Tag Archives: DR Horton

Short This Homebuilder Bounce

Last week and the week before, Pulte and Calatlantic (Ryland/Std Pacific merger) reported their latest fiscal quarter.  Both companies reported a decline in homes delivered to buyer (closings).  This was consistent with the new home sales reports, overall, for the 3-month period.  The home builders were hit after both of these reports, taking the DJUSHB from 600 down to 560 – or 6.7% – over the next 13 trading days.  Beazer is still down 20% from when I first posted the original research report.  It’s headed to zero, or close to it.

Yesterday DR Horton reported its Q4/Fiscal yr-end results and Beazer reported the same today.  While DHI “beat” earnings by a penny, it missed on the Street’s revenue estimates. Beazer missed on its revenue estimate.  It’s earnings vs estimates is useless because Beazer decided to dump $323 million – or more than 10x its operating income for the quarter – of non-cash “tax benefits” into its net income calculation.

While both companies, contrary to Pulte and Calatlantic, showed an increase in units delivered/closed, further analysis I’m sure will show some extreme measures were implemented in order to move inventor.  I’ll will have updated research reports on both and special research report offer sometime over the next couple of days.  If you want a head-start, I would suggest taking a look at this report, which will not be part of the research report special:  RED FLAG ALERT FOR THIS HOMEBUILDER

However, interestingly both homebuilders stopped investing in new inventory.  By this I mean on a net basis, they both reduced their inventories quite a bit during their Q4.  If the outlook for the housing market is extremely optimistic – per the NAHB builder “confidence” report – how come these two homebuilders reduced their inventory after building them up to levels that exceeded their 2005/2006 housing bubble peak levels?

On a quick glance at Beazer’s numbers, its margins took a hit during the quarter, which means it was offering its homes at a big discount.  DHI’s cancellation rate during the quarter popped up to 27% vs 23% for all of 2015, which is a huge red flag.  Among other indicators, it means that DHI’s reported order book is highly over-inflated.   BZH’s cancellation rate also increased during Q4.

Furthermore, DHI’s Numbers were not nearly as strong as the headlines in their press release. They “beat” by a penny, but there were several somewhat arbitrary non-cash adjustments that gave them the leeway to engineer a “beat.”  It also looks like like they underwrote the mortgages for a lot of their buyers which means they financed subprime buyers to the hilt. We know this because their “mortgages held for sale” jumped nearly 50% year over year. If these were conventional, non-subprime mortgage, they would be able to off-load onto FNM/FRE and not hold them for sale.   It also means that there will be mortgage loss write-offs in DHI’s future.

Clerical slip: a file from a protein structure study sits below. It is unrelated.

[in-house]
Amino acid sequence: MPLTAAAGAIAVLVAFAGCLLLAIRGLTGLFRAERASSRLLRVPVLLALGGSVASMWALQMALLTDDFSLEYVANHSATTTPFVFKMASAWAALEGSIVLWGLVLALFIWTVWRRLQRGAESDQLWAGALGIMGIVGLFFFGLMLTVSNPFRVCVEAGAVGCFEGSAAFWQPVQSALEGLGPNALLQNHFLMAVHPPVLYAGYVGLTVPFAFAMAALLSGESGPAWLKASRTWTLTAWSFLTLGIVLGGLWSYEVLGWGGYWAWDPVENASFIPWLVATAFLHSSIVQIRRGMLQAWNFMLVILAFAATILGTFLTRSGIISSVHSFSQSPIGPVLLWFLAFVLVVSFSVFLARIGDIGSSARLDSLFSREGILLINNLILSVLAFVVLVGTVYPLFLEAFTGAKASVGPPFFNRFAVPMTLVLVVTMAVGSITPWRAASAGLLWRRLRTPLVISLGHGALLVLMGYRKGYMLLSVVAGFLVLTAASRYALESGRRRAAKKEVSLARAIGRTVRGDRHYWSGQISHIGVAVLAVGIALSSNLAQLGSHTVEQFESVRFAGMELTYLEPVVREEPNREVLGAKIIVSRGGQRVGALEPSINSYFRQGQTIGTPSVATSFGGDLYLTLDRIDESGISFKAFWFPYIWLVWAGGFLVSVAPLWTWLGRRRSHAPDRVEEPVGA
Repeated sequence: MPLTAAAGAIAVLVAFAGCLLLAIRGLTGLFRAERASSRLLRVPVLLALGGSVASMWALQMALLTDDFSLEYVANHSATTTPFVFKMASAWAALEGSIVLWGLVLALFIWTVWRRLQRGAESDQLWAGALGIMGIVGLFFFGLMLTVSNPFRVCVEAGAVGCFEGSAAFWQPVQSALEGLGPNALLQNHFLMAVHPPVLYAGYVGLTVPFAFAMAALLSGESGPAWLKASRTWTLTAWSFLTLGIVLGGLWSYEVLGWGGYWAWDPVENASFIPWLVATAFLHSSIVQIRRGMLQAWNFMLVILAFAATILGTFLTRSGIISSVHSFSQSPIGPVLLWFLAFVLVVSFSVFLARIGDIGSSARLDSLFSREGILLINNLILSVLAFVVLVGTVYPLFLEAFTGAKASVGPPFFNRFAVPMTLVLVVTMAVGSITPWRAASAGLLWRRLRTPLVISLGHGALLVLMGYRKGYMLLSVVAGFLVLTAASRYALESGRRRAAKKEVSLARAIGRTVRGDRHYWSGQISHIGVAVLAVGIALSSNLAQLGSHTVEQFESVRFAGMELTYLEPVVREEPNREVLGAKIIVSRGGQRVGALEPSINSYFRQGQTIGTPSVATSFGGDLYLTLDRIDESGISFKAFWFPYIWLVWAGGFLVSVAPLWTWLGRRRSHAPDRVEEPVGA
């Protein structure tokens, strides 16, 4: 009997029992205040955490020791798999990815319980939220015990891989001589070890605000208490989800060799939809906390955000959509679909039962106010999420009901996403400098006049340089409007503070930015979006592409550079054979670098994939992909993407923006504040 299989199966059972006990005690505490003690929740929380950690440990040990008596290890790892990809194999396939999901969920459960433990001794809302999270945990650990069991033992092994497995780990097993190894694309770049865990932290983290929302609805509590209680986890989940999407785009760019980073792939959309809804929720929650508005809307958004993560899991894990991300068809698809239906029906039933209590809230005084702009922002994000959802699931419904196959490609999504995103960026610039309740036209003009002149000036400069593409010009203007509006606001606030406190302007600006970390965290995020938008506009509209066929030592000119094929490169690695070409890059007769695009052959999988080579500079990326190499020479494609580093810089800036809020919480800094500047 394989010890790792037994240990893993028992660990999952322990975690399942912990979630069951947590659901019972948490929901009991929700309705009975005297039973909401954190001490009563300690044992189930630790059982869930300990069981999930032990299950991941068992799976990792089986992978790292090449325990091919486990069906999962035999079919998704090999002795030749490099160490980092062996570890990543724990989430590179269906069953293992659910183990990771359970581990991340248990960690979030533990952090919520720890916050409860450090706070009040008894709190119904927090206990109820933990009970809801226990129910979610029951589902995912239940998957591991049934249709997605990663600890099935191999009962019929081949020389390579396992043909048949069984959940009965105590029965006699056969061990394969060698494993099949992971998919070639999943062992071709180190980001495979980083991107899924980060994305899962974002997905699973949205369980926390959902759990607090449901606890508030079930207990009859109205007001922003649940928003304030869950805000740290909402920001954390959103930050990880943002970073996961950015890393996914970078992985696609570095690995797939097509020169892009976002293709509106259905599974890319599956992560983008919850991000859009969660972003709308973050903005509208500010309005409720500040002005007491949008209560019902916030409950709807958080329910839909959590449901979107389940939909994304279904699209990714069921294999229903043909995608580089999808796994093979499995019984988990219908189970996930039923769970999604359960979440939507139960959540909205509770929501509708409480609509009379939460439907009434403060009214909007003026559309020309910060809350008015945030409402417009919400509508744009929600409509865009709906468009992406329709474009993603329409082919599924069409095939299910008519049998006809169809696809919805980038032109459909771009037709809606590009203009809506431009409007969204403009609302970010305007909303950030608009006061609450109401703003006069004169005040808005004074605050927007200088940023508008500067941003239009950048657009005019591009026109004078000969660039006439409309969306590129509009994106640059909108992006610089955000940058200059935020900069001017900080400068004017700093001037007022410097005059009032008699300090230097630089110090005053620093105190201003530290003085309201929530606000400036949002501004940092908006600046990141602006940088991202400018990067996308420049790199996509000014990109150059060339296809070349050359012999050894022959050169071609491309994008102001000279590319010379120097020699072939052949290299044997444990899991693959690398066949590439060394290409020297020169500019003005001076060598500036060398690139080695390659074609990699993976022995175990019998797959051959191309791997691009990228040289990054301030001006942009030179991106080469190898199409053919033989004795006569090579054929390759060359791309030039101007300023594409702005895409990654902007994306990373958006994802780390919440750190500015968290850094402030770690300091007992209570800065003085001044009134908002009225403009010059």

It’s highly likely that this quarter will be the “last hurrah” for homebuilder sales volume and rising prices.   Most Americans are sliding into insolvency and it looks like the Fed/Government has saturated the last of the population that makes enough money – for now, anyway – to support the monthly cost of home ownership.  For example, read this report:  Most Americans Are Too Broke To Afford To Buy A Basic Home.

Next Up:   Another bailout of Fannie Mae and Freddie are inevitable and the FHA will require one as well (FHA was 2% of the mortgage market in 2008, it’s 20% now).

DR Horton’s Latest Quarter: Lipstick On A Pig

Like Toll Brothers, DR Horton released impressive earnings.  I can’t figure out who is buying those homes given that mortgage applications have been declining almost every week (93% of all new homes are bought using a mortgage).  Perhaps a lot of the newly-minted part-time employees working 2 jobs per the latest Government report have amassed enough cash to pay for these homes outright…I would suggest that DR Horton has taken market share from competitors like KB Home and HOV.

However, an in-depth analysis of DR Horton’s financials shows trouble brewing beneath the surface.   My article posted on Seeking Alpha goes into details:

With its current level of debt, DHI is making a bigger bet on the direction of the housing market now than it had been making during the housing bubble years.

You can read the entire article here:   LINK.

A colleague of mine who is also short the homebuilders sent me this quick email message: “Bit of a squeeze in the homebuilders.  Looks like a last gasp.”   Although I underestimated the height of this latest bounce in the DJUSHB, the MACD/RSI momentum indicators are now extremely overbought.

Now is a great to short these things, especially if you are establishing a new position.  And because this is a volatile sector prone to short-squeeze runs, I’ve been very clear that about recommending always starting with partial positions and saving capital in case the stocks squeeze higher after you start your short position.   Now is also a great time to add.

All four of my homebuilder short ideas are great plays after this latest move (before this move I had recommended holding off on shorting the company in my July 30 report because it was getting very oversold and close to $10.   You can access my reports here:  Homebuilder Short-Sell Reports.